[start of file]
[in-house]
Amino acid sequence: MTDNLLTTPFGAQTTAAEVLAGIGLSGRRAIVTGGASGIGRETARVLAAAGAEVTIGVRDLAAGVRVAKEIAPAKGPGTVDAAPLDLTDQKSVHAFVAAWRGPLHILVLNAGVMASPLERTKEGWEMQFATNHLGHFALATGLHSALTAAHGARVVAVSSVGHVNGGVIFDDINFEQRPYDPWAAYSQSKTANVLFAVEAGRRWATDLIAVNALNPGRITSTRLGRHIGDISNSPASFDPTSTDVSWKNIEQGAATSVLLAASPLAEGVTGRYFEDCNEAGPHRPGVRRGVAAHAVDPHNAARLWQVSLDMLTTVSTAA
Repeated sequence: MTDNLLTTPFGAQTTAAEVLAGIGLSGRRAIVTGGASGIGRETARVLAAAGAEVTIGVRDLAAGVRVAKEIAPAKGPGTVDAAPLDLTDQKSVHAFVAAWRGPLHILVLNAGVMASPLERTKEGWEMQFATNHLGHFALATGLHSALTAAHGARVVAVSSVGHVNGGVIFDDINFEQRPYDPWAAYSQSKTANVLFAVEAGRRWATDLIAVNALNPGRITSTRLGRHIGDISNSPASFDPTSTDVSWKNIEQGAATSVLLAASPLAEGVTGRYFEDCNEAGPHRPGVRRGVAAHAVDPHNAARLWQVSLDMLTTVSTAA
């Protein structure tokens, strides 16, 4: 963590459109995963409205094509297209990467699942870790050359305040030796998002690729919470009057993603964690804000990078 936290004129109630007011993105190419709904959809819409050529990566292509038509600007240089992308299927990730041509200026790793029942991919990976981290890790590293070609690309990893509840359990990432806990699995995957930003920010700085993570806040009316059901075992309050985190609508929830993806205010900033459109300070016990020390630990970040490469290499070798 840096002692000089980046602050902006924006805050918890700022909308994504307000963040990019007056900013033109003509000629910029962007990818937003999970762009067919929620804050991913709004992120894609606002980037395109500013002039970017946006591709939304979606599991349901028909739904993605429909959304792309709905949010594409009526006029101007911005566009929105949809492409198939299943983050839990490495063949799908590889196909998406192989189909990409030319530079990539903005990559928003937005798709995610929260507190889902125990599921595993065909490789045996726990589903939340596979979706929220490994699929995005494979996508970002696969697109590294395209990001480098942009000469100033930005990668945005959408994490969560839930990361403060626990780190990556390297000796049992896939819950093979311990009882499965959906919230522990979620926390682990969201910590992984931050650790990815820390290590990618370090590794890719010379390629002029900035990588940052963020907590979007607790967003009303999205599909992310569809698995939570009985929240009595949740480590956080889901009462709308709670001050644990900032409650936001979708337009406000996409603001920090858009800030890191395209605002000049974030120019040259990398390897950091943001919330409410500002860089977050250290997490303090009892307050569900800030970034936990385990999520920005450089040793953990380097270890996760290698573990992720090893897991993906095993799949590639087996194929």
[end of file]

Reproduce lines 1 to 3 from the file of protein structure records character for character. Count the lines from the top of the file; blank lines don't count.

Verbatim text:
[in-house]
Amino acid sequence: MTDNLLTTPFGAQTTAAEVLAGIGLSGRRAIVTGGASGIGRETARVLAAAGAEVTIGVRDLAAGVRVAKEIAPAKGPGTVDAAPLDLTDQKSVHAFVAAWRGPLHILVLNAGVMASPLERTKEGWEMQFATNHLGHFALATGLHSALTAAHGARVVAVSSVGHVNGGVIFDDINFEQRPYDPWAAYSQSKTANVLFAVEAGRRWATDLIAVNALNPGRITSTRLGRHIGDISNSPASFDPTSTDVSWKNIEQGAATSVLLAASPLAEGVTGRYFEDCNEAGPHRPGVRRGVAAHAVDPHNAARLWQVSLDMLTTVSTAA
Repeated sequence: MTDNLLTTPFGAQTTAAEVLAGIGLSGRRAIVTGGASGIGRETARVLAAAGAEVTIGVRDLAAGVRVAKEIAPAKGPGTVDAAPLDLTDQKSVHAFVAAWRGPLHILVLNAGVMASPLERTKEGWEMQFATNHLGHFALATGLHSALTAAHGARVVAVSSVGHVNGGVIFDDINFEQRPYDPWAAYSQSKTANVLFAVEAGRRWATDLIAVNALNPGRITSTRLGRHIGDISNSPASFDPTSTDVSWKNIEQGAATSVLLAASPLAEGVTGRYFEDCNEAGPHRPGVRRGVAAHAVDPHNAARLWQVSLDMLTTVSTAA